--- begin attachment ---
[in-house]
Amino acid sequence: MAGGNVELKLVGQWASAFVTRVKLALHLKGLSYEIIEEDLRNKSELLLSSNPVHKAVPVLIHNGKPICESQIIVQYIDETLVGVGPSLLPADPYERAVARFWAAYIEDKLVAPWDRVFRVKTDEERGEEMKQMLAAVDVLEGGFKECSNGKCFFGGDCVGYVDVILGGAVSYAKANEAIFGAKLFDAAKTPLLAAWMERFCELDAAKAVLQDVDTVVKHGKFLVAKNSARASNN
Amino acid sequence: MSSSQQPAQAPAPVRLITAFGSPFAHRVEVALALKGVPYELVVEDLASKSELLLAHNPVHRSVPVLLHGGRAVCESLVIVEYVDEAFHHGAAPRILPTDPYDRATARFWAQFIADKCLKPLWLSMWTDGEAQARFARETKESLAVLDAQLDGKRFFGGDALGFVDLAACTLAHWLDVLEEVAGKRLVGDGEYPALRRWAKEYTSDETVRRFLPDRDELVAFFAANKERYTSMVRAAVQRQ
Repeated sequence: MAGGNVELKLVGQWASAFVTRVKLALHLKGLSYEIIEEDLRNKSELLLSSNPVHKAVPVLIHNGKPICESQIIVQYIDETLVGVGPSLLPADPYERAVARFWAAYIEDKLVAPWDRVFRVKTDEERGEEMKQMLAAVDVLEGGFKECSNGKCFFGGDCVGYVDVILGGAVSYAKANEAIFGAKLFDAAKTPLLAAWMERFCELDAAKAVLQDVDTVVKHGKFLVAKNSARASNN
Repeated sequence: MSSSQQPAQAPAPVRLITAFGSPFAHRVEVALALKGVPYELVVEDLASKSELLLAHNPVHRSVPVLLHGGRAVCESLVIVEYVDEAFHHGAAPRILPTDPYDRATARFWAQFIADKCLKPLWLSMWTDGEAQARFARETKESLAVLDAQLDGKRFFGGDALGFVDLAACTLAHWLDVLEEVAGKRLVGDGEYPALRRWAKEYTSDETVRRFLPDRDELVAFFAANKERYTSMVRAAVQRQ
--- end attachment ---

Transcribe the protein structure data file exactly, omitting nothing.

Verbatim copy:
[in-house]
Amino acid sequence: MAGGNVELKLVGQWASAFVTRVKLALHLKGLSYEIIEEDLRNKSELLLSSNPVHKAVPVLIHNGKPICESQIIVQYIDETLVGVGPSLLPADPYERAVARFWAAYIEDKLVAPWDRVFRVKTDEERGEEMKQMLAAVDVLEGGFKECSNGKCFFGGDCVGYVDVILGGAVSYAKANEAIFGAKLFDAAKTPLLAAWMERFCELDAAKAVLQDVDTVVKHGKFLVAKNSARASNN
Amino acid sequence: MSSSQQPAQAPAPVRLITAFGSPFAHRVEVALALKGVPYELVVEDLASKSELLLAHNPVHRSVPVLLHGGRAVCESLVIVEYVDEAFHHGAAPRILPTDPYDRATARFWAQFIADKCLKPLWLSMWTDGEAQARFARETKESLAVLDAQLDGKRFFGGDALGFVDLAACTLAHWLDVLEEVAGKRLVGDGEYPALRRWAKEYTSDETVRRFLPDRDELVAFFAANKERYTSMVRAAVQRQ
Repeated sequence: MAGGNVELKLVGQWASAFVTRVKLALHLKGLSYEIIEEDLRNKSELLLSSNPVHKAVPVLIHNGKPICESQIIVQYIDETLVGVGPSLLPADPYERAVARFWAAYIEDKLVAPWDRVFRVKTDEERGEEMKQMLAAVDVLEGGFKECSNGKCFFGGDCVGYVDVILGGAVSYAKANEAIFGAKLFDAAKTPLLAAWMERFCELDAAKAVLQDVDTVVKHGKFLVAKNSARASNN
Repeated sequence: MSSSQQPAQAPAPVRLITAFGSPFAHRVEVALALKGVPYELVVEDLASKSELLLAHNPVHRSVPVLLHGGRAVCESLVIVEYVDEAFHHGAAPRILPTDPYDRATARFWAQFIADKCLKPLWLSMWTDGEAQARFARETKESLAVLDAQLDGKRFFGGDALGFVDLAACTLAHWLDVLEEVAGKRLVGDGEYPALRRWAKEYTSDETVRRFLPDRDELVAFFAANKERYTSMVRAAVQRQ